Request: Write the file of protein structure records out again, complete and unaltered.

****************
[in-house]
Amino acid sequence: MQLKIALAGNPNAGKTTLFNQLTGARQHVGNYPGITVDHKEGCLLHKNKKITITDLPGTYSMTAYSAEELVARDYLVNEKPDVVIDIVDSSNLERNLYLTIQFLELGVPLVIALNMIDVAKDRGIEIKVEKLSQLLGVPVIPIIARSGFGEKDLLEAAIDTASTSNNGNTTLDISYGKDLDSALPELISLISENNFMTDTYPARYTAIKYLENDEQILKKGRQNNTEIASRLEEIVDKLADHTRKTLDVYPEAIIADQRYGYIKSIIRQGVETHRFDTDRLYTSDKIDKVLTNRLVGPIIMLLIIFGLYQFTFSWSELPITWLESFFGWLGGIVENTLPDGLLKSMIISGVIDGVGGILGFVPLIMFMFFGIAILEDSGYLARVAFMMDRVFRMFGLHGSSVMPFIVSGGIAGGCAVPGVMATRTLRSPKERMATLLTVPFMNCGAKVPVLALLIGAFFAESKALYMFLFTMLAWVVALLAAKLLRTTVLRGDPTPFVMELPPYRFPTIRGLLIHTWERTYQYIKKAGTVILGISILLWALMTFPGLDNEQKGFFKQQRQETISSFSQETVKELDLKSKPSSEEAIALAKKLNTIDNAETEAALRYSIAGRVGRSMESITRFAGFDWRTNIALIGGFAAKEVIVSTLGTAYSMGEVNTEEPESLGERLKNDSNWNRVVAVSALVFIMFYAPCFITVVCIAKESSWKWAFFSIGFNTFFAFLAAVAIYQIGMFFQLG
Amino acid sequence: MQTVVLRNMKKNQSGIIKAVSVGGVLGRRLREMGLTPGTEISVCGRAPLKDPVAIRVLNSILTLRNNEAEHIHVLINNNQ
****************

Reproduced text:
[in-house]
Amino acid sequence: MQLKIALAGNPNAGKTTLFNQLTGARQHVGNYPGITVDHKEGCLLHKNKKITITDLPGTYSMTAYSAEELVARDYLVNEKPDVVIDIVDSSNLERNLYLTIQFLELGVPLVIALNMIDVAKDRGIEIKVEKLSQLLGVPVIPIIARSGFGEKDLLEAAIDTASTSNNGNTTLDISYGKDLDSALPELISLISENNFMTDTYPARYTAIKYLENDEQILKKGRQNNTEIASRLEEIVDKLADHTRKTLDVYPEAIIADQRYGYIKSIIRQGVETHRFDTDRLYTSDKIDKVLTNRLVGPIIMLLIIFGLYQFTFSWSELPITWLESFFGWLGGIVENTLPDGLLKSMIISGVIDGVGGILGFVPLIMFMFFGIAILEDSGYLARVAFMMDRVFRMFGLHGSSVMPFIVSGGIAGGCAVPGVMATRTLRSPKERMATLLTVPFMNCGAKVPVLALLIGAFFAESKALYMFLFTMLAWVVALLAAKLLRTTVLRGDPTPFVMELPPYRFPTIRGLLIHTWERTYQYIKKAGTVILGISILLWALMTFPGLDNEQKGFFKQQRQETISSFSQETVKELDLKSKPSSEEAIALAKKLNTIDNAETEAALRYSIAGRVGRSMESITRFAGFDWRTNIALIGGFAAKEVIVSTLGTAYSMGEVNTEEPESLGERLKNDSNWNRVVAVSALVFIMFYAPCFITVVCIAKESSWKWAFFSIGFNTFFAFLAAVAIYQIGMFFQLG
Amino acid sequence: MQTVVLRNMKKNQSGIIKAVSVGGVLGRRLREMGLTPGTEISVCGRAPLKDPVAIRVLNSILTLRNNEAEHIHVLINNNQ